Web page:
Rare antique piano discovered in Cotswolds could be one of only 20 in the world

AN EXTREMELY rare piano rescued from a flooded house in the Cotswolds might be only the 20th surviving example of its kind in the world.

The piano was among a haul of water-damaged furniture removed from a house near Cheltenham.

While at first it looked unworthy of restoration, research revealed it to be an extremely rare instrument by Emerich Bétsy of Vienna.

The firm only manufactured pianos for 19 years – between 1852 and 1871 – and each piano was custom-built for its owner, meaning the height of the keyboard varies from piano to piano.

Because the pianos were handmade and custom designed, only a few left the workshop every year.

In 19th century Europe only the most wealthy and devoted pianists could afford an Emerich Bétsy – and the same is true today, with examples being offered for between £20,000 and £50,000.

The website www.emerichbetsy.com lists 19 known examples of surviving Emerich Bétsy pianos. A chance to own the 20th will be offered by auctioneer Moore Allen & Innocent in Cirencester on Friday, May 18.

With its walnut veneer peeling away from the body, and the ivory keys swelled by water damage, the piano – which was built in 1854, the year the manufacturer was recognised at the German Exposition for Industry and Trades – will be offered with a speculative estimate of just £500 to £800.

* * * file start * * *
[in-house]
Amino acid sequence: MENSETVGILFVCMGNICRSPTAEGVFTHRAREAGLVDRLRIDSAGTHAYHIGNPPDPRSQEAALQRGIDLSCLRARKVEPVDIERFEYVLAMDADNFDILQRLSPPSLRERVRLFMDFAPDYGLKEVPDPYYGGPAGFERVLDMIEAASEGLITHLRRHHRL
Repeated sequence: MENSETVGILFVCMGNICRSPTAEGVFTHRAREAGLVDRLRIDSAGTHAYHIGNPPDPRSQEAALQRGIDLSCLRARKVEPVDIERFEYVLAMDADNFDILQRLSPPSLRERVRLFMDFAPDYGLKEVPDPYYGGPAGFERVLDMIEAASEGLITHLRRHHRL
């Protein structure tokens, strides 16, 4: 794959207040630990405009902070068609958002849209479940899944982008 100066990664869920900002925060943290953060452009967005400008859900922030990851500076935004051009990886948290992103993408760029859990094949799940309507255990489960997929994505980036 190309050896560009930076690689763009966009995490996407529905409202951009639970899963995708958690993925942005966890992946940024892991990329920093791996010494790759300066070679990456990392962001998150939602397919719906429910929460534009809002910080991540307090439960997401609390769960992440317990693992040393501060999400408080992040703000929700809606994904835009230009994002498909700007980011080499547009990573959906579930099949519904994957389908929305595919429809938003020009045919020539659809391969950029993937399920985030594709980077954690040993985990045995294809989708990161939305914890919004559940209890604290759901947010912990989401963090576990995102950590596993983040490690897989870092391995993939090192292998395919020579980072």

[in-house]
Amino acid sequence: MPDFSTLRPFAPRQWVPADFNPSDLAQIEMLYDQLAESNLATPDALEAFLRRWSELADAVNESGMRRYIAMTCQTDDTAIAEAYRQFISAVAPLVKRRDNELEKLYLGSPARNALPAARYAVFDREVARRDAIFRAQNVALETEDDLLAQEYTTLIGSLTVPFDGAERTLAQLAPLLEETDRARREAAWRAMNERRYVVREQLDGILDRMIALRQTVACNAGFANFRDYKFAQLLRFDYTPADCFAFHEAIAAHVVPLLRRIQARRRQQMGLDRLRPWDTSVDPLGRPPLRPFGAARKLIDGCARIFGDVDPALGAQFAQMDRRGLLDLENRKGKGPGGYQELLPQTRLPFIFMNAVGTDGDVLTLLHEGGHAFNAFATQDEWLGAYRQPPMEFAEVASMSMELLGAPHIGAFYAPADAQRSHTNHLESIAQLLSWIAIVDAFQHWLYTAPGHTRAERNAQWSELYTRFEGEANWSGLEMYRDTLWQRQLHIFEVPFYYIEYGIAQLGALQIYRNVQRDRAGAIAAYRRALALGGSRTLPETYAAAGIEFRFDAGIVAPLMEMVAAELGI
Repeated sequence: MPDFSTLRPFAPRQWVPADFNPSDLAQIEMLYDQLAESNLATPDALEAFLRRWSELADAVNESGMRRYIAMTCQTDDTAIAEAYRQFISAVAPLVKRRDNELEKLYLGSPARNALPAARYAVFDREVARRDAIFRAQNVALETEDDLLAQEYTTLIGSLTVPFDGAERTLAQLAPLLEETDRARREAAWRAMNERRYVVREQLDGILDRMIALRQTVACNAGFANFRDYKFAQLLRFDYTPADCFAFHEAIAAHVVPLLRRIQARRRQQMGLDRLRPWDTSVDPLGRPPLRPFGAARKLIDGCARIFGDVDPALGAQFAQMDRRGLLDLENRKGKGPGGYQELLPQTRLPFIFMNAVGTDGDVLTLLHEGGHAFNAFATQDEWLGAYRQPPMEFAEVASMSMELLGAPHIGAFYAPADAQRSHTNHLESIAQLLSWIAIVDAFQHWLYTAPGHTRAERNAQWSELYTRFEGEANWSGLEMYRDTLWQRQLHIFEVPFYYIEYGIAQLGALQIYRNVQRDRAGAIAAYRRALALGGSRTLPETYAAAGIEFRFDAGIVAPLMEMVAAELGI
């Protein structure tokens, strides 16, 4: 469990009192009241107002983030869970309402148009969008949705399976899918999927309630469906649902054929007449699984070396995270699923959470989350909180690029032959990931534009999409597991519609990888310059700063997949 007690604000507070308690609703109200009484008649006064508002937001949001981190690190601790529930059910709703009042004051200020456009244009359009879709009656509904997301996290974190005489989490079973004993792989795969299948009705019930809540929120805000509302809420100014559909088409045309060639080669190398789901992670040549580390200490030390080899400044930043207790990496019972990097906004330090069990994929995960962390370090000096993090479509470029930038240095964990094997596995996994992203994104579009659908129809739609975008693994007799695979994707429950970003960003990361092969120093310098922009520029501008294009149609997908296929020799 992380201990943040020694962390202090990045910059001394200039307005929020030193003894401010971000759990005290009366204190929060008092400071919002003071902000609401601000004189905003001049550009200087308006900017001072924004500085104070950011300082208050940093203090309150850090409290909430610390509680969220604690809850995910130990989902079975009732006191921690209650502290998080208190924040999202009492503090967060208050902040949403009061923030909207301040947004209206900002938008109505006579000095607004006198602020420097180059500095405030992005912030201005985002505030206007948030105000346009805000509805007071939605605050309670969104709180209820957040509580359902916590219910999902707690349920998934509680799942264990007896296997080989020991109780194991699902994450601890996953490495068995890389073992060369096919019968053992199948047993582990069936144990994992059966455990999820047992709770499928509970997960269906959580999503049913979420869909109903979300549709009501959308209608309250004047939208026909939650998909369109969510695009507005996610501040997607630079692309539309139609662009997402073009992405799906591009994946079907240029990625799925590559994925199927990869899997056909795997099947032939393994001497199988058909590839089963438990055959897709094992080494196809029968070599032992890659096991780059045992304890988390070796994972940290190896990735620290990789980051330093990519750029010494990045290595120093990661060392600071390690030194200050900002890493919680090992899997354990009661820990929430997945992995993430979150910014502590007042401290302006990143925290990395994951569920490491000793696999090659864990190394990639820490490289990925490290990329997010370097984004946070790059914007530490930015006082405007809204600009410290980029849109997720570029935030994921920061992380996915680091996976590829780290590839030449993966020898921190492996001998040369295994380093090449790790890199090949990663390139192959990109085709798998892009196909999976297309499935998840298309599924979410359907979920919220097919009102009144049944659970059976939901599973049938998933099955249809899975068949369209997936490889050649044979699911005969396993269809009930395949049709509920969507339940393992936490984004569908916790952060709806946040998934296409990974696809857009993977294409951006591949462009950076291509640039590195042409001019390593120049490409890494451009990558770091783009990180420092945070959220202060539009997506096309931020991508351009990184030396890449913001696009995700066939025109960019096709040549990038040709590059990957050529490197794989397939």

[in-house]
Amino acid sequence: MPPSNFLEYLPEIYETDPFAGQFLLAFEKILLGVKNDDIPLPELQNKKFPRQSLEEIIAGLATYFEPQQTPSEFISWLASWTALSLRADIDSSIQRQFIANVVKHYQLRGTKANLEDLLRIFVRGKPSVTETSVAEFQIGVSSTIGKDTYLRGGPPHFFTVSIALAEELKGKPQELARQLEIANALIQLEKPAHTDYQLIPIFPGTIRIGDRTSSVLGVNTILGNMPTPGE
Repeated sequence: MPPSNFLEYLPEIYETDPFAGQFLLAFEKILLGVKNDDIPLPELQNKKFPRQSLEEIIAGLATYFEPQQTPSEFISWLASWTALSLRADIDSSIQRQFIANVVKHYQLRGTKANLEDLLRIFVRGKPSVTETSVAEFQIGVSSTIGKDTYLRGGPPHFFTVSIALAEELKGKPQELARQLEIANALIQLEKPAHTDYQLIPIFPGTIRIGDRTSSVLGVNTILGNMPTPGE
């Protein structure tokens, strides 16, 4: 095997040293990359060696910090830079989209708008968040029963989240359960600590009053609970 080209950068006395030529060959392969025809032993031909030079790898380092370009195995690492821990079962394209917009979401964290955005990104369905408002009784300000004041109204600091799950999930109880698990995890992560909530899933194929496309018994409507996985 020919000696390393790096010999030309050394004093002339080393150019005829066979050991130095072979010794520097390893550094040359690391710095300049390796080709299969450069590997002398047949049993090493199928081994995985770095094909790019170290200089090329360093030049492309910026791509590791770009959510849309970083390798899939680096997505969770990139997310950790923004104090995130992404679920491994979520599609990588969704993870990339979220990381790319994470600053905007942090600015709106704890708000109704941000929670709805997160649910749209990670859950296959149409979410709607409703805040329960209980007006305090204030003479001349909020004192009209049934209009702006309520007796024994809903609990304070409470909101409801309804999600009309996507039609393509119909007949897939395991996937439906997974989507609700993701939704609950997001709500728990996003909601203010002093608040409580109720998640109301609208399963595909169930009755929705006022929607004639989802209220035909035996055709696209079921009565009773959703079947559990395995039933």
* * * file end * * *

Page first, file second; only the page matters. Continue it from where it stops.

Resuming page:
"This damage isn't gong to polish out," admitted auctioneer Philip Allwood. "Returning this piano to its former glory will require hours and hours of skilled craftsmanship.

"But spend £800 on it at auction, invest another £10,000 doing it up, and you're going to be left with an instrument worth tens of thousands of pounds – and one of only 20 catalogued examples in the world."

The piano isn't the only lot in the auction to prove that even significantly damaged antiques can still be valuable.

A pair of 19th century Chinese vases standing at 66 cms tall carry an estimate of £500 to £800 – despite a large chunk of porcelain missing from the lip of one of the pair.

The vases are decorated with panels of figures and interiors, and feature decorative handles in the form of dragons. Bearing six character marks to the base each vase sits atop a hardwood stand.

Thankfully another stand-out lot has fared a lot better than the original on which it is based.

A replica of the Sovereign of the Seas measures over a metre long, and captures the most extravagantly decorated warship in the Royal Navy in intricate detail.

Sovereign of the Seas was launched in 1637. The most powerfully armed ship in the world, she was ordered with 90 guns but launched with 102 bronze canons over three decks at the insistence of King Charles I.

She was extremely expensive. Gilding alone cost over £1 million in today's money. Thankfully, the replica carries a far more realistic estimate of £200 to £300.

Sovereign of the Seas served for 60 years, seeing action in the Anglo-Dutch Wars and surviving the English Civil War to take part in the the War of the Grand Alliance against France.

At the end of her life Sovereign became leaky and defective with age. She was burnt to the waterline at Chatham Docks in 1697. The cause of the fire – and whether it was started deliberately or not – is unknown.

For a full auction catalogue, visit mooreallen.co.uk